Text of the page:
Spaced Learning

A lot has been written in the educational press recently about the concept of “spaced learning”. This is the notion that pupils seem to learn best when they are taught in bursts, separated by distraction activities. It is more than just another education theory, as it is being implemented in a number of schools, perhaps most notably in Monkseaton, in Tyneside. The Head there has read the research and seems to believe that this method can deliver real and lasting improvement. The basic structure of a spaced learning lesson involves three “stimulations” separated by two 10 -minute gaps. The research seems to indicate that such a structure significantly improves the way the brain processes then internalises and memorises information.
I am interested in any kind of educational model that can be demonstrated to improve learning; I particularly like the idea of formative assessment (Assessment for Learning) but wonder if AfL has disappeared from current statements on assessment. Where, for example,  is the familiar little yellow triangle symbol for AfL in the new Education Scotland web page on assessment?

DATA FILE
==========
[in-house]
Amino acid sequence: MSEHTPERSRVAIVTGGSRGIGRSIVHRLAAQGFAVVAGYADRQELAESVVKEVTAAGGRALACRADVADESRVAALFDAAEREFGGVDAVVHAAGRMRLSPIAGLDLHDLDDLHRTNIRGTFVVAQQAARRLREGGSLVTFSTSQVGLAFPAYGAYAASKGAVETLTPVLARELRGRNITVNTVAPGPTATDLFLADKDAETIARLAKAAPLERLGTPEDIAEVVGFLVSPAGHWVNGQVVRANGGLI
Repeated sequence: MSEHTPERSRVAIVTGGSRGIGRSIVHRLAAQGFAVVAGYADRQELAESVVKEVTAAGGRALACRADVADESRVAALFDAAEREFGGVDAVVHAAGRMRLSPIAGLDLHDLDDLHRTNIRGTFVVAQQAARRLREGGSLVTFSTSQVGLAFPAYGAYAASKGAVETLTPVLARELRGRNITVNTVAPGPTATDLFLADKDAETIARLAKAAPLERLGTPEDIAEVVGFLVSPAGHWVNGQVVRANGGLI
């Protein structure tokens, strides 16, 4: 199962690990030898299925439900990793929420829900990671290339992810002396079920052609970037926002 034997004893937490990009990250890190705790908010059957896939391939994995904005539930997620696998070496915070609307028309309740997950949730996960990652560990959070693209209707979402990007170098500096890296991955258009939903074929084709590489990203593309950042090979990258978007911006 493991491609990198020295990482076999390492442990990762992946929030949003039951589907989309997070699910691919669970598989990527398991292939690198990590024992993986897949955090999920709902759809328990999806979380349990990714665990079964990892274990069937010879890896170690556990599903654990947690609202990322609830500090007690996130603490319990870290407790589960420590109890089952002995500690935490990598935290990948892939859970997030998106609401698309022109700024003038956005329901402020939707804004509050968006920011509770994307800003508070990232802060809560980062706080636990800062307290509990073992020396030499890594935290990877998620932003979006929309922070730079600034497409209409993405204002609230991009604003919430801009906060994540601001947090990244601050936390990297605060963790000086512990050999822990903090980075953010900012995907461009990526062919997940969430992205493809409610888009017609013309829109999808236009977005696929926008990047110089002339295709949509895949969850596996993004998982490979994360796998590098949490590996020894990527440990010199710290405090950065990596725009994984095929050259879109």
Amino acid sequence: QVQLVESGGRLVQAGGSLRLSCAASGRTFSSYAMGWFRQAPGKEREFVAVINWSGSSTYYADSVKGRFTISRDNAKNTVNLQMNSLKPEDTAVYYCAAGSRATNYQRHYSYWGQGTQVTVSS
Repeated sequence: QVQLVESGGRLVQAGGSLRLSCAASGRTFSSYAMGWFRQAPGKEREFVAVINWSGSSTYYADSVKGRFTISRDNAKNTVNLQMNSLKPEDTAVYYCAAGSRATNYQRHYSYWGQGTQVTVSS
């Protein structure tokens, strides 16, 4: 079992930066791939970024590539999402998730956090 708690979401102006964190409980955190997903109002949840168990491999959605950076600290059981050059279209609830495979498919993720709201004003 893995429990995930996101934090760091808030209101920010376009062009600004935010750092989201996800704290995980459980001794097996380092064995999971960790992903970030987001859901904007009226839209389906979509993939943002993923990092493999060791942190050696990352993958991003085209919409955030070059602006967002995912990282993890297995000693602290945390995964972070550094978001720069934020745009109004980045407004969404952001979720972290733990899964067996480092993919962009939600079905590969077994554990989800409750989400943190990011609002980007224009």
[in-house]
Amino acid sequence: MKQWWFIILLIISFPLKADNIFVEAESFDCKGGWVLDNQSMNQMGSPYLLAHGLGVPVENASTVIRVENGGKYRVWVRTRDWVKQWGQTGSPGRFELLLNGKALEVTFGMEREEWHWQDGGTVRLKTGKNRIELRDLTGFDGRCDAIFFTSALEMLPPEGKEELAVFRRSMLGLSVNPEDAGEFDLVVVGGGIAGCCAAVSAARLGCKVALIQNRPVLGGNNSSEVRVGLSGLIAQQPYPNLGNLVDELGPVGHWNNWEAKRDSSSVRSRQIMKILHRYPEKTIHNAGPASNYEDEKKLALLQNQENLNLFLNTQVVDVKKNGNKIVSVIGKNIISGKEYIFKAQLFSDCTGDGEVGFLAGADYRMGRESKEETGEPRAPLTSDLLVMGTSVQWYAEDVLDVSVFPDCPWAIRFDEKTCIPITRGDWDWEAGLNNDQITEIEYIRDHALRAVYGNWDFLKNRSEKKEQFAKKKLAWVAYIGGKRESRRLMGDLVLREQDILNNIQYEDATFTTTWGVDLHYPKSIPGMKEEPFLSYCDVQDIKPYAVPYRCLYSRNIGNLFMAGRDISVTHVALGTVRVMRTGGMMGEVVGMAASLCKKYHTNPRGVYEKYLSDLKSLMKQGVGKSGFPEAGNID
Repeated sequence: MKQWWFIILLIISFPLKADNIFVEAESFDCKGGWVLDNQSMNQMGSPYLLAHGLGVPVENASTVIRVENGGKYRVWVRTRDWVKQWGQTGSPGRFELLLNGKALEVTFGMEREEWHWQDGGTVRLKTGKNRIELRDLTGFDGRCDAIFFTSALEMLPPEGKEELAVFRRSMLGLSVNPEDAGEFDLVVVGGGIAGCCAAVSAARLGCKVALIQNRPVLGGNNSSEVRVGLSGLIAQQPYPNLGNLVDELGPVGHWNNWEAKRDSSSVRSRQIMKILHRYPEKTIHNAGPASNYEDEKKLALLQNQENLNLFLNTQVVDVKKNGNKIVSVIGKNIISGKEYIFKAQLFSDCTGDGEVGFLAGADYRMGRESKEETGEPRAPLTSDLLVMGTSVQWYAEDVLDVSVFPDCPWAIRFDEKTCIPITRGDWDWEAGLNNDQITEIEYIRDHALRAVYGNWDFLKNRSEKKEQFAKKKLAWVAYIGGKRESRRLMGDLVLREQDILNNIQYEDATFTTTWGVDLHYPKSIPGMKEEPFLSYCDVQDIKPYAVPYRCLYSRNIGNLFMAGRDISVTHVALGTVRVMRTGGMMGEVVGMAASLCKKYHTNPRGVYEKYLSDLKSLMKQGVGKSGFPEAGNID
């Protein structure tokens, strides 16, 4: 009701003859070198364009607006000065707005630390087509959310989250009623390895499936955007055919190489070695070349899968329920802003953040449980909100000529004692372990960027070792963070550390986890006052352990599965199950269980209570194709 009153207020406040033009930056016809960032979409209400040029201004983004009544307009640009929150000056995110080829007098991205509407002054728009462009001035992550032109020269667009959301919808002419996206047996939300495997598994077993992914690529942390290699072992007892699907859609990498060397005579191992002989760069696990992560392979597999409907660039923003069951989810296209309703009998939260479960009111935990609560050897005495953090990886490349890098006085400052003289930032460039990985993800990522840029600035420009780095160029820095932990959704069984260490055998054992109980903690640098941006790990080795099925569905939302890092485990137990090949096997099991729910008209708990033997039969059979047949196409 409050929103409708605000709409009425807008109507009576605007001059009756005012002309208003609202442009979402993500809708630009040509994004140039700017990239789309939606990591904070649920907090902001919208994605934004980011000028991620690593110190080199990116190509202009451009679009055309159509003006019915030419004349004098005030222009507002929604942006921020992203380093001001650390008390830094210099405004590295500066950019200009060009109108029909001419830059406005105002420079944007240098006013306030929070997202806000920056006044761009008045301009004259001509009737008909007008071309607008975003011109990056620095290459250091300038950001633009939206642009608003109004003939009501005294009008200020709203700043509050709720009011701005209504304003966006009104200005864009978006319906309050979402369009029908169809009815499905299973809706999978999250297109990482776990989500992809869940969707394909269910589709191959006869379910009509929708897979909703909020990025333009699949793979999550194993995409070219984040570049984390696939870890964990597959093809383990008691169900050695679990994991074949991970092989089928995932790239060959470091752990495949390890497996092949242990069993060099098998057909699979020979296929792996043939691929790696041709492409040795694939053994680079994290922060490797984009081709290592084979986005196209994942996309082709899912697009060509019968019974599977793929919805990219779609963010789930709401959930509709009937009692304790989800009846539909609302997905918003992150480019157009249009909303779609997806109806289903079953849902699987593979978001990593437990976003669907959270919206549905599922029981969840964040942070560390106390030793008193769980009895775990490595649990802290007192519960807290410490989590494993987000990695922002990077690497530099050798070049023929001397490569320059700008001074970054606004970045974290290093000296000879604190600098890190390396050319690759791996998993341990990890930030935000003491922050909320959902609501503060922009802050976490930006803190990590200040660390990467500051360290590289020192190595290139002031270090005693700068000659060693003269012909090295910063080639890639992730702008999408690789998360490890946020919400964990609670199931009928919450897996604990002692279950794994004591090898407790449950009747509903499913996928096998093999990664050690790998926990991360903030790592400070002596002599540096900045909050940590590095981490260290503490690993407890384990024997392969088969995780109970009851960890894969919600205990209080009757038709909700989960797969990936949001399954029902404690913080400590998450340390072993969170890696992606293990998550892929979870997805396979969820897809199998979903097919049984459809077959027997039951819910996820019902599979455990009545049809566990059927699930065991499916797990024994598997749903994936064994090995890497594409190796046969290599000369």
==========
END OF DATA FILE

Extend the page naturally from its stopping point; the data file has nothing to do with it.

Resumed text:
So, I’d like to drill down into the notion of spaced learning, and ask a few questions:

1. What is the research evidence for this approach? What are the criticisms?
2. Is spaced learning particularly suited for a specific age and stage?
3. How is this style of learning coordinated at school level, ie who decides the proportion of spaced learning lessons per year group/ per subject.
4. Does spaced learning work better with some subjects than others?
5. Does spaced learning suit pupils of all abilities?
6. How many schools have adopted or are considering adopting spaced learning? (And if not, why not?)

I’d also like to try some spaced learning principles in my S1 and S2 Geography classes; we shall be covering Settlement and Population Studies respectively after Christmas, and I have hour long lessons with them, which fits the timescale needed. I’ll need to see if the topics lend themseleves to spaced learning-or vice versa-and then think carefully how to do this.

In the meantime, I hope to explore this topic further in the next few posts.